1)   There are no footnotes. There’s no taking some slightly boring but essential fact and slipping I away in a foot or end note. With an audio project you have to explain everything in the text and it can’t be boring. This is not as easy as you might think. I was surprised with how often a necessary explanation of some historical point could not only be rather dreary but also very distracting for the listener. Audio writing has to be script like tight, but you can’t skip corners either. I’ve always liked to think that my books can he history lessons disguised as a good crime stories – this project was a real test of that.     

2)   You have to write as you speak. That means using grammar to help you – pauses for breaths, sentences not running on too long. You need to pay attention to the rhythm of the sentences and phrasing. Timing and rhythm are important when writing something that is primarily designed to be read out loud. Going through a fist draft I found myself encountering sentences that left me struggling to take a breath – something that doesn’t happen ‘in your head’ when reading to yourself.  Keep sentences to around 25 words.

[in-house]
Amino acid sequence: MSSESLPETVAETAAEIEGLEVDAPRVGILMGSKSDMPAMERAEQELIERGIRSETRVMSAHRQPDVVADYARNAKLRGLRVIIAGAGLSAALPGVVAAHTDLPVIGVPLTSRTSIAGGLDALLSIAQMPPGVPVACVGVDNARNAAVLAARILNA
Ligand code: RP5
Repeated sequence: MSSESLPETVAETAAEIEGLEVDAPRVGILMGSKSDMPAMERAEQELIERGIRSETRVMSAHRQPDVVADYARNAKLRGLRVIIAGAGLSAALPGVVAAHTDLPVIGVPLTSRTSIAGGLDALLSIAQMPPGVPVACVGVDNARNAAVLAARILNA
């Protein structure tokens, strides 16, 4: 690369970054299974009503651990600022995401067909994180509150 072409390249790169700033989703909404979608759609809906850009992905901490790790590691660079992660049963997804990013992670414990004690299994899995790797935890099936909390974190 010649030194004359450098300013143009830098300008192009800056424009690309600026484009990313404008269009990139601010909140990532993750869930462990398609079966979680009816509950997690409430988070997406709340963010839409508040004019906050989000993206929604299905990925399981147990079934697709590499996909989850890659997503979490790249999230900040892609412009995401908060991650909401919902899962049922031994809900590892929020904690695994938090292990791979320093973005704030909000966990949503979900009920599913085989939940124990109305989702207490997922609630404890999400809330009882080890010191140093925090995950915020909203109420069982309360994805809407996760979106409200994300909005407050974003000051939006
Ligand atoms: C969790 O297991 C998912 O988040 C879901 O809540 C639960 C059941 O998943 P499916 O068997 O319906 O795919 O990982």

3)   It’s essential to stay on-point. With an audio project there’s no time for charming meandering or juicy little side snippets (unless you’re Alan Bennett!). They have to be ruthlessly excised from an audio script if you want to keep the listener. You’ll know yourself from listening to audio books or talk radio that it’s really easy to lose the drift of the narrator, to suddenly find that you haven’t really been listening for a while and have, literally, lost the plot. With all writing one tip is to picture your reader. But remember that  with audio your reader may well be multi-tasking while listening to you – jogging, driving, eating dinner on a plane, crossing the street and watching for traffic. Their powers of concentration are already somewhat divided without you rambling all over the place.